Film Reviews

Eddie's Money

Having recently stolen Shrek as a talking donkey, Eddie Murphy is back in the multiplexes again this summer, this time as a man who can, presumably, talk to donkeys. In the course of Dr. Dolittle 2, in which he plays a veterinarian who can, you know, Talk To The Animals, Murphy yaks it up with creatures ranging from beavers to raccoons to weasels and works as an advocate trying to save their woodland home. Who'd've thought, back in the early '80s, that it would come to this -- that, so to speak, Axel Foley would take a desk job, that Reggie Hammond would go straight, that Eddie Murphy would learn the joys of playing square?

Actually, he's been doing it for a while. It's just under 20 years ago that Murphy made his screen debut in the smash 48HRS., and he's been, despite a few flops, an undisputed movie star ever since. But the self-delighted smarty-pants act was so funny in his first few films because he was kid. It didn't wear well as he got older -- there are movies from the late '80s, like Harlem Nights or Beverly Hills Cop II or his concert movie Raw, in which he comes off smarmy and unlikable, almost creepy. Starting with Coming to America in 1988, however, and continuing throughout the '90s, Murphy began to gradually fashion a more mature style for himself. And it probably has been the square, sweet, unthreatening side of Murphy's screen persona that has allowed him to survive as a big name in movies.

The impression one gets from the long view of Murphy's career is of a man working, largely, by himself. He doesn't seem to have much feel for romance, and his male sidekicks, like Judge Reinhold and Arsenio Hall, seem more tolerated than enjoyed. Like Peter Sellers, Murphy is self-involved as a performer, in a not altogether negative way.

He's pretty much the whole show in Dr. Dolittle 2, as well. Except in a scene or two with fast-blooming ex-Cosby kid Raven-Symoné, who plays his daughter, Murphy barely acknowledges the other Homo sapiens onscreen with him -- Kristen Wilson, who plays his wife, is little more than an attractive piece of set dressing. It's his animal co-stars, particularly a couple of quite splendid bears for whom he's trying to play matchmaker, that bring him to life. Maybe he wants to take on the challenge of scene-stealers at this level, to see if he can prove an exception to the old show-biz maxim about working with animals.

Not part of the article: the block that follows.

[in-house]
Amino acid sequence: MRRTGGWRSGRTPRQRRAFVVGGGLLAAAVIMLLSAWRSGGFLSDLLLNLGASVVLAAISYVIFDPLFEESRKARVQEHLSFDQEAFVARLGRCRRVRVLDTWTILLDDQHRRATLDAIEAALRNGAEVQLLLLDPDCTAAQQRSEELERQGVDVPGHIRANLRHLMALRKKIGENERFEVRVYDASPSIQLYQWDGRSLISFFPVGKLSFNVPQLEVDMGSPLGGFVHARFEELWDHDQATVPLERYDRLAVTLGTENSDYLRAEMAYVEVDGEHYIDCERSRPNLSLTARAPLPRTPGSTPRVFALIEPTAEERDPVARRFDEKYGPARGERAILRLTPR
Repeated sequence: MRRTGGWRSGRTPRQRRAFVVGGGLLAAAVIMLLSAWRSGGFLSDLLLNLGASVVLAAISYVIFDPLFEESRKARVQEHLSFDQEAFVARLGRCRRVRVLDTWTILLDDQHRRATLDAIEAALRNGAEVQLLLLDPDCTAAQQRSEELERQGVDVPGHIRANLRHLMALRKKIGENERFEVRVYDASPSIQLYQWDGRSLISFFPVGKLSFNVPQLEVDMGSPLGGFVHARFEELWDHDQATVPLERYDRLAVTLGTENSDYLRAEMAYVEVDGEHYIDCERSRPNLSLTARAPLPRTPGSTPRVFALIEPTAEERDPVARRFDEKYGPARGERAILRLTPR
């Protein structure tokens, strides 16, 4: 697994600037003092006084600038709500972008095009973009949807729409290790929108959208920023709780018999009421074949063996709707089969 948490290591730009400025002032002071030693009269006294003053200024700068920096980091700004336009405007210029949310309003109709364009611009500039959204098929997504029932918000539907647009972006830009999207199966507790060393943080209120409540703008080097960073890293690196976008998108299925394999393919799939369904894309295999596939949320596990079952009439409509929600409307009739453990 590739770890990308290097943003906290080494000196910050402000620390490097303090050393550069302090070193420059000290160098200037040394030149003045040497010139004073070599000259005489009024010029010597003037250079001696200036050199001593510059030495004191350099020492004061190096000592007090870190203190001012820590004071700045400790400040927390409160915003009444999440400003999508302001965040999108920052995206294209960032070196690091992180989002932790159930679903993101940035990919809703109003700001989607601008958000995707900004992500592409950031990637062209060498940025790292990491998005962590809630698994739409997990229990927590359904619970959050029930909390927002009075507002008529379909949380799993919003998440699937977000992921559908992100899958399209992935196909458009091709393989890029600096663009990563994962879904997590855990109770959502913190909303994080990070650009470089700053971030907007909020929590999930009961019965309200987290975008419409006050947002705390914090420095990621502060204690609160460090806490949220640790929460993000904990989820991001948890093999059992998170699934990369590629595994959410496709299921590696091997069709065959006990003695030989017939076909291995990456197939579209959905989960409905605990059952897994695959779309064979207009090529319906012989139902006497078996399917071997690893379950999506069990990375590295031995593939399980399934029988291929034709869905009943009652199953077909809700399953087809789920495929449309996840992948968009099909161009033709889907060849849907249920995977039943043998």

Once Murphy's considerable resourcefulness, and the appeal of his quadrupedal co-stars, have been noted, there's little to be said either for good or ill about Dr. Dolittle 2, a sequel to the 1998 reworking of the ponderous 1967 movie musical Doctor Dolittle. It's a modest family comedy, probably fun for kids, and reasonably cute, or at least not too insufferable, for most of the grown-ups who'll take them.

The plot -- Murphy's trying to get the bears together so that a chunk of Northern California forest will be spared from logging -- is feeble in the extreme, but the film doesn't take it very seriously anyway. The onscreen villains (Jeffrey Jones and Kevin Pollak) are thrown away, but the voice-over actors, including Steve Zahn and Lisa Kudrow as the bears, Isaac Hayes as a possum, Andy Dick as a weasel and the deadpan madman Norm Macdonald, once again, as the family dog, add additional witty texture.

In closing, a couple of pedantries may be in order: In Dr. Dolittle 2, a possum is referred to as a rodent -- it's a marsupial. A beaver, which is indeed a rodent, calls itself a "fisherman" -- beavers are vegetarian. And a chameleon, an African lizard, is here given a Latino accent. Considering the degree of scientific erudition that kids pick up, you'd think that the makers of a film like this would mind their zoological P's and Q's.

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M.V. Moorhead
Contact: M.V. Moorhead